That’s a fairly inclusive list. And a lifetime of work to confront these things within. But one piece at a time.
Dialogue with Discouragement
When we look at the Klesas (the poisons), the big three being craving, aversion and delusion (greed, anger/hate, ignorance in some definitions) the above list of the 44 detrimental qualities can be seen to arise from these in various circumstances. One can be negligent or arrogant or obstinate due to greed, anger or ignorance for example.
Detrimental qualities arising from greed and anger are far easier to spot than those arising from ignorance. How is one to know what they don’t know? Some investigation and inner dialogue.
It has occurred to me that discouragement is a result of ignorance. By discovering those things which hinder in a particular circumstance, learning occurs, the attachment to the particular hindrance is discovered and can thereby be dealt with.
The reason I got on to this topic was a few heavy days which felt like I was hauling a ton of bricks every time I planned to do something or even tried to think. But sitting around lethargically and heaving big sighs is not conducive to much of anything.
And from reading a few posts and comments on the Internet it seems I was not alone in this sigh-heaving. But practice is about action and not woefully commiserating with all the ennui and discouragement of others.
So I decided to break it down.
I read a comment attributed to Charlotte Joko Beck that infers that her (the Zen teacher’s) role is one of “breaking people down”. Rarely has it been stated so plainly. And that accords well with the removal of ignorance.
We build all kinds of castles in the sky. But they are as often made of plastic Lego bricks as of any other substance. Lofty and seemingly solid, an idea of what one’s spiritual attainments are and the reality of it are usually two different things. Of what use is a Lego tower? Some fun and a pass-time perhaps but not of much utility.
I mentioned a discourse above that is in two parts. The first part deals with these partial attainments and their limitations as was stated in the quote. These are very much a source of discouragements. The thought is that there should be more and what there is should be more useful. So we fill it up with Lego blocks to make it look whole but these towers and walls crumble under actual use and we are left with the piles of blocks all in shambles.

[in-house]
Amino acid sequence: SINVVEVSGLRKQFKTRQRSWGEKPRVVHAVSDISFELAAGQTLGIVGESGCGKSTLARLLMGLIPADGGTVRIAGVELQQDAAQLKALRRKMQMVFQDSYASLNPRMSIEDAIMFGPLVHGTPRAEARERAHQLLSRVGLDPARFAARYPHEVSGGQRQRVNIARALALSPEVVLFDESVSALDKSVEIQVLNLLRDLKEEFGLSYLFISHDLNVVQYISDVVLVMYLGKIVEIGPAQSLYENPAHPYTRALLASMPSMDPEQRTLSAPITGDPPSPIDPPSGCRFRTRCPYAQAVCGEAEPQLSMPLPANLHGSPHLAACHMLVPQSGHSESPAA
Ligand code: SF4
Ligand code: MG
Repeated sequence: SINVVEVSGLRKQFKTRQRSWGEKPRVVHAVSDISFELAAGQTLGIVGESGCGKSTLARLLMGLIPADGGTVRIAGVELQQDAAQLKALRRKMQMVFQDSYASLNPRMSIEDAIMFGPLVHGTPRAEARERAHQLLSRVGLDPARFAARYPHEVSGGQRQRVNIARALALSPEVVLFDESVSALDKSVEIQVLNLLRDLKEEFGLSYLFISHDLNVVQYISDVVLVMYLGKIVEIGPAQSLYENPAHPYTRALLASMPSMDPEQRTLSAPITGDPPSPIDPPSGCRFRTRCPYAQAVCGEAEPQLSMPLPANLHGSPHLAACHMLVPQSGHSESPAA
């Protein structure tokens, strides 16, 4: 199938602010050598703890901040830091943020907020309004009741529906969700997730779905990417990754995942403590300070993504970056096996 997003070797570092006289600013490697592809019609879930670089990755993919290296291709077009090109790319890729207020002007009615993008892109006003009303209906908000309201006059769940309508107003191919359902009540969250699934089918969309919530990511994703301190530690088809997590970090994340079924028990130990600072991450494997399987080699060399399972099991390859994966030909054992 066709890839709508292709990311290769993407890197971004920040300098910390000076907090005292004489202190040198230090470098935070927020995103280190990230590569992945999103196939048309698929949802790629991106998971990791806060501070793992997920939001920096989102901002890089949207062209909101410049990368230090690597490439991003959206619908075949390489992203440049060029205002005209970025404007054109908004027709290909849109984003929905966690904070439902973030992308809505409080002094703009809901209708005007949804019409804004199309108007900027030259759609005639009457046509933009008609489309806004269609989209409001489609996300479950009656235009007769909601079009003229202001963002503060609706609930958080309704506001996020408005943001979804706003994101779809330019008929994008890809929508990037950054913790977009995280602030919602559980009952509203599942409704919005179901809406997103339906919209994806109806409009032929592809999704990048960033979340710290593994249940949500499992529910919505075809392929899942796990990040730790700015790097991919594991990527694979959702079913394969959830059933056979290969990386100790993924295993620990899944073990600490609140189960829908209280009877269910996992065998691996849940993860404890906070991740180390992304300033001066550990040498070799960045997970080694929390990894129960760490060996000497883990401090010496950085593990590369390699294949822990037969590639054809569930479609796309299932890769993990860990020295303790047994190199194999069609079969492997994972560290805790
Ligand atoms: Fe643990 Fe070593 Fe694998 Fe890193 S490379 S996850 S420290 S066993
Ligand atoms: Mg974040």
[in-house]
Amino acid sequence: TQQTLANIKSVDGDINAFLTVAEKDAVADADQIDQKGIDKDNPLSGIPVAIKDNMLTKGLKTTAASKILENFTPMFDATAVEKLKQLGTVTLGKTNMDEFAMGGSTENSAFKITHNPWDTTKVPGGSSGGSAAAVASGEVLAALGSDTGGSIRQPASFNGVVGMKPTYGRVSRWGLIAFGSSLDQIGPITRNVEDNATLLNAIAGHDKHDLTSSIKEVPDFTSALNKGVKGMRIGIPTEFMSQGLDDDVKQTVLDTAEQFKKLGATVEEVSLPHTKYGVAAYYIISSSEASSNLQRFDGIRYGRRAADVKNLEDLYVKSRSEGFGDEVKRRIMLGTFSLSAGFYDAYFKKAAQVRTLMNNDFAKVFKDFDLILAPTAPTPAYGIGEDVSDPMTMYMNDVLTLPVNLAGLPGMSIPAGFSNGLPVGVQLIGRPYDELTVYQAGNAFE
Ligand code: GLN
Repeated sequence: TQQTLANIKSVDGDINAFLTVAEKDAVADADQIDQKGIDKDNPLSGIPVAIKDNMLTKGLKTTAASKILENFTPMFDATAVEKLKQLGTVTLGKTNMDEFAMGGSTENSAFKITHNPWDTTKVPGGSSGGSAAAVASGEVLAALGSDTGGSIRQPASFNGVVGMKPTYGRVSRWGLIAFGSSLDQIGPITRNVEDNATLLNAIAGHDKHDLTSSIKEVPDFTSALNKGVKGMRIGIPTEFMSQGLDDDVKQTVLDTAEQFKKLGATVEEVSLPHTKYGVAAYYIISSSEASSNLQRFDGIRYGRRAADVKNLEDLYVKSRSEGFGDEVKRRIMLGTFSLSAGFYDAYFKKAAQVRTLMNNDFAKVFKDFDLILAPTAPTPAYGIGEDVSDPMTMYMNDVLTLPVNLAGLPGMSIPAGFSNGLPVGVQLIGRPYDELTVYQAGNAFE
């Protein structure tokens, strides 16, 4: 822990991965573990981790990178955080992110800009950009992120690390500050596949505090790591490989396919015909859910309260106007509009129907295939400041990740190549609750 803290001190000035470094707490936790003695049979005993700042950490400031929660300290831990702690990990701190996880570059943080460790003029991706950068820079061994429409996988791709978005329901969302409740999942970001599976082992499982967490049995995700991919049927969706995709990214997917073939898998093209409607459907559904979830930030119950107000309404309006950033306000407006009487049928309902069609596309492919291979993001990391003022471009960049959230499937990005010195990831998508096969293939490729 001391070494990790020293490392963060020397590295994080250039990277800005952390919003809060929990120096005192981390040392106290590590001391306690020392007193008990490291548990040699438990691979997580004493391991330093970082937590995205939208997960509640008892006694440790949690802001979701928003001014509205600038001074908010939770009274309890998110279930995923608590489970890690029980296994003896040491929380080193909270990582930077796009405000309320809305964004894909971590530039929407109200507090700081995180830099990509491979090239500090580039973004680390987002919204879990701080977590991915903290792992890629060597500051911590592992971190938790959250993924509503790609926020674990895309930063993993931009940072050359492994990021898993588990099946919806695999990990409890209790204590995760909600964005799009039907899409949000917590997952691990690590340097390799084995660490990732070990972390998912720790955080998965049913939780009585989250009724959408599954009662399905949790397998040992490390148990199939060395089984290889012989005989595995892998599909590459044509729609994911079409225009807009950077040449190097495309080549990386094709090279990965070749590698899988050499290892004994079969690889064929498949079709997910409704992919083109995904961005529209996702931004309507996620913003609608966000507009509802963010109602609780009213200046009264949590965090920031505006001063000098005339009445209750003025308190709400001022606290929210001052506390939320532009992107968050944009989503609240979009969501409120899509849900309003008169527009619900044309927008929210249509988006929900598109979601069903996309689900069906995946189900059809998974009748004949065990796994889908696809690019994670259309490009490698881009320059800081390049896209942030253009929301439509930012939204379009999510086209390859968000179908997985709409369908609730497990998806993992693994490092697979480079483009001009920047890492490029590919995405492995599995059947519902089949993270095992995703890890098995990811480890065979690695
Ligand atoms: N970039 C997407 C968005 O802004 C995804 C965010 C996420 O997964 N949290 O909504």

That is a very beneficial thing. The breaking down of ignorance feels like discouragement. But from it one can stop wasting so much time and energy on these pass-times and move on without carrying around the ton of bricks.
The actions and reactions of others all help to enforce and add to the load unless they are skillful people or we are skillful in our dealings with them.
One thing that had added to the discouraging feeling I had was my reaction to quite a number of opinions of what I can only call Buddhist zealots. Discovering Buddhism is a good thing for anyone. And enthusiasm is a necessary quality in the early (and even later) stages of practice. Mindless enthusiasm is quite another matter.
To know a thing with passion and to know a thing well are two different matters. Rather like a relationship. The initial phase is all moonlight and passion and grandiose thoughts of what the future holds. “Convert the nation!” “Save humanity!” “I am a Bodhisattva!” These phrases, rather like those of superheros in comic books, may serve to bolster someone’s practice or they may serve to simply add an additional costume onto someone’s ego that they will have to deal with eventually. Grandiosity is what it is.
My reaction was to get out the Lego and start to wall myself off from some of these opinions. But I decided to examine what about them was invoking a sense of discomfort.
The thing that came out was the fact that I too have not given up on my idealism about the efficacy and usefulness of Buddhist practice and the desire to effect changes in other people’s lives while not attending to my own. And that idealism and domineering element has stood in the way or weighed down the actual effective action of practice in my life.
A bit of a big smack in the head to see that. Arrogance, wrong view and half a dozen other things that can now do with a little effacement.